Winston Ho (2006 Dec. 25).
Metairie, Louisiana.

Arent the New Culture Movement and May Fourth Movement different things? Why are they in one article?--Jiang 06:30, 7 Feb 2004 (UTC)

Link to Chinese page?[edit]

I see a link to a Chinese language version when I use Internet Explorer, but not when using Mozilla or Safari...

This article isn't exactly neutral nor is it telling the whole story. Think about this. Why did the northern warlords end up cracking down on the student demonstrators? It doesn't make sense according to that article. In reality, it was because the real spark of the May 4th movement was when Duan Qirui, a powerful northern warlord who happened to be barely hanging on to the premiership at that time, CONCEEDED Shandong to the Japanese in return for a generous loan in order to build an army powerful enough to crush his rivals.

This is RUBBISH[edit]

This whole article is terrible, I can't understand how Wikipedia has allowed it onto their site. It reads like a "Chinese Communist Party History of the May Fourth Movement for 8 Year Olds" or something. This article totally lacks rigour, objectivity or even a firm grasp of the English language. It reads like some cheap propaganda effort by the Chinese authorities and as such I recommend it be struck out from Wikipedia.

I agree, this really needs revision. In particular "Japan and the UNITED STATES seized the opportunity to speed up their occupation of lands in China" " The victory of the October Revolution in Russia had pointed out the road of liberation for the Chinese people." Northern Warlords gave itself up to the imperialist countries externally and betrayed the benefits and rights of their own country without restraint" And then we have both "upsurge of nationalist feeling, with unity of purpose among patriotic Chinese of all classes" AND "The domestic class contradictions, which were deepened day by day, became the fundamental cause of the outbreak of the May Fourth Movement". I sadly don't know much of subject so I'm afraid to edit too much, but it still needs some serious editing. --CJWilly 20:50, 4 May 2005 (UTC)

Re: just about everything[edit]

For the revision of this document, I propose total simplification. We should focus on the few key points that just about everyone should be able to agree on: May Fourth was DIRECTLY (of course there were other factors) protesting the WWI treaty.

May Fourth is claimed as the birth of modern Chinese political thought. Both the communists and nationalists claim its heritage.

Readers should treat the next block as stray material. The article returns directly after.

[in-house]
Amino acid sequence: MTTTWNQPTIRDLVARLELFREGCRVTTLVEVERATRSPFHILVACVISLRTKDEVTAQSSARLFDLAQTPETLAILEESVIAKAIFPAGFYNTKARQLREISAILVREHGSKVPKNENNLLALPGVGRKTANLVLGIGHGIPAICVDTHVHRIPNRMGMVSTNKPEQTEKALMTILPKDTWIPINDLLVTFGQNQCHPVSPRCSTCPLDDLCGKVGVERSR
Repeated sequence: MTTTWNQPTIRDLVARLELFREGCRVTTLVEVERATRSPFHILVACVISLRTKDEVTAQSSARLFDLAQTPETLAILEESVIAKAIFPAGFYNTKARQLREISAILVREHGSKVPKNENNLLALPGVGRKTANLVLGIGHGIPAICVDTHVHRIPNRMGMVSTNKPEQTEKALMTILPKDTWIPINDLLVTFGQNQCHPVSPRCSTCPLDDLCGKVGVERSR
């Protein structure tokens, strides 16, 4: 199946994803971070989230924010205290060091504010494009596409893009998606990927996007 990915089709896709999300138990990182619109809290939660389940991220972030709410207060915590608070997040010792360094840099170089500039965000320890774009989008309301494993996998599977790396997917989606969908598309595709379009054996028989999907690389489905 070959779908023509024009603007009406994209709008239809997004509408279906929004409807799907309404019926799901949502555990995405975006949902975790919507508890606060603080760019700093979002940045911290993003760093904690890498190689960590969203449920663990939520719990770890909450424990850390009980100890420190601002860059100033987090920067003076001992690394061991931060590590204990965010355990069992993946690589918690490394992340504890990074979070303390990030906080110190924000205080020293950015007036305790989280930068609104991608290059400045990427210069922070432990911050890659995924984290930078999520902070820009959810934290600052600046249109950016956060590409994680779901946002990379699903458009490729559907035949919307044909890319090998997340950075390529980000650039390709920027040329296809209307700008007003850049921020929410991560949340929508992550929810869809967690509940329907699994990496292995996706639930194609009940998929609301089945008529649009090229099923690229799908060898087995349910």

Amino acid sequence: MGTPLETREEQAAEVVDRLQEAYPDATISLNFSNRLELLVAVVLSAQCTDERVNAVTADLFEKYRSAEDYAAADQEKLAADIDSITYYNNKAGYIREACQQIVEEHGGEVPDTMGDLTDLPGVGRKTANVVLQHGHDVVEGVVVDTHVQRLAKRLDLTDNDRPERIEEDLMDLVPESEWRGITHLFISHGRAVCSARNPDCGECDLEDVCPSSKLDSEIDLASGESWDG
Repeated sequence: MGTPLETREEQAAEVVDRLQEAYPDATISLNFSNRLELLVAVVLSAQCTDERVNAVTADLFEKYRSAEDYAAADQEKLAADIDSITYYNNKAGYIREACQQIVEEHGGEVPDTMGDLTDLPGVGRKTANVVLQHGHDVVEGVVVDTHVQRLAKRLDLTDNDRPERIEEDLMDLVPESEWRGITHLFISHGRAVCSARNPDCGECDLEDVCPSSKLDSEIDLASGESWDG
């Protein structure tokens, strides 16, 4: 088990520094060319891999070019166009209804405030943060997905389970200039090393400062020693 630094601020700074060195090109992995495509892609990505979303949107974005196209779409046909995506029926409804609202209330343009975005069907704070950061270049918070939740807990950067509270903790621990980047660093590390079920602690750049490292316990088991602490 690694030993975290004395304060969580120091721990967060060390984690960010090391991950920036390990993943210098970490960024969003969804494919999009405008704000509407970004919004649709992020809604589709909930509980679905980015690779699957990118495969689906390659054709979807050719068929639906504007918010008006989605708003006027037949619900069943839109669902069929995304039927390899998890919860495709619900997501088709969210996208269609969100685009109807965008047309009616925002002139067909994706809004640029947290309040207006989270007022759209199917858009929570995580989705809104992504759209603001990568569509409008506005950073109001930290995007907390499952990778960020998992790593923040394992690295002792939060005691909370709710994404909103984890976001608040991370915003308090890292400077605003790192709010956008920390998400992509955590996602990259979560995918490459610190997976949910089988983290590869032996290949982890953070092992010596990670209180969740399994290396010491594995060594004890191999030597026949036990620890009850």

May Fourth was predominantly student, but intellectuals from accross the board were all in attendance.

Yes, we can claim that this was a good starting point for the communist party, but it wasn't founded until much later, and merits its own article. Similarly, let's not spend so much time talking about nationalist/communist rivalries and tendencies in an article about MAY FOURTH. ie, we don't need to know from this article that the much later communist revolution (completed 30 years later) was part of a worldwide proletarian movement.

I see most of this article's controversy stemming from points that are not directly relevant to the specific event this article is about. There's my two cents. Xiefei

I do not think we need a revision, but we need to splice the article up into Chinese Communist view, English Imperialist View, American Hegemonic view etc to show each individual histories with their biais and what sense they are trying to make of these events. People who object this version and add sarcastic comments about the lack of English fluency fail to see that 1 billion of the earth's population hold this view. Perhaps the critics need to learn Mandarin instead, rather than imposing their bigoted Imperialist view on other countries. European colonialism is after all, rather dead, and needs to be cremated.

I just have to point out that those 1 billion people could be dead wrong, too! Elliott C. Bäck 00:52, 15 May 2006 (UTC)

I think the following website does a pretty good job of explaining it: It is from Columbia University Press. Wikipedia should look into it as an alternative.

"This whole article is terrible, I can't understand how Wikipedia has allowed it onto their site."

It is ironic that you complain about the writer's English skils, when your first sentence already contains a plethora of basic ESL errors. (ex. comma splice, misused article )

May Fourth Movement or New Culture Movement?[edit]

The New Culture Movement a.k.a the May Fourth Movement is generally acknowledged to have happened in the years 1916-23. Why so? and what happend in 1919? The beginning is marked with the emergence of the magazine "Xin Qingnian" or in the subtitle "La Jeunesse" in summer 1915. why not say the New Culture Movement began earlier? "The Tiger" or "Jiayin Zazhi" was a most influential magazine during the Yuan Shikai-Era . The difference is The Tiger, even though liberal-minded, was much more concerned with political and institutional matters of republicanism whereas the "New Youth" was more concerned with cultural preconditions of republicanism. In other words: It was concerned with how to make the chinese fit for democracy and get the "dust" of monarchical and confucian thought out of their heads. The first issues article: "Call to Youth" proclaimed "Be independant not servile. progressive not concervative. aggressive not retiring. cosmopolitan not isolationist. utalitarian not formalistic. scientific not imaginative."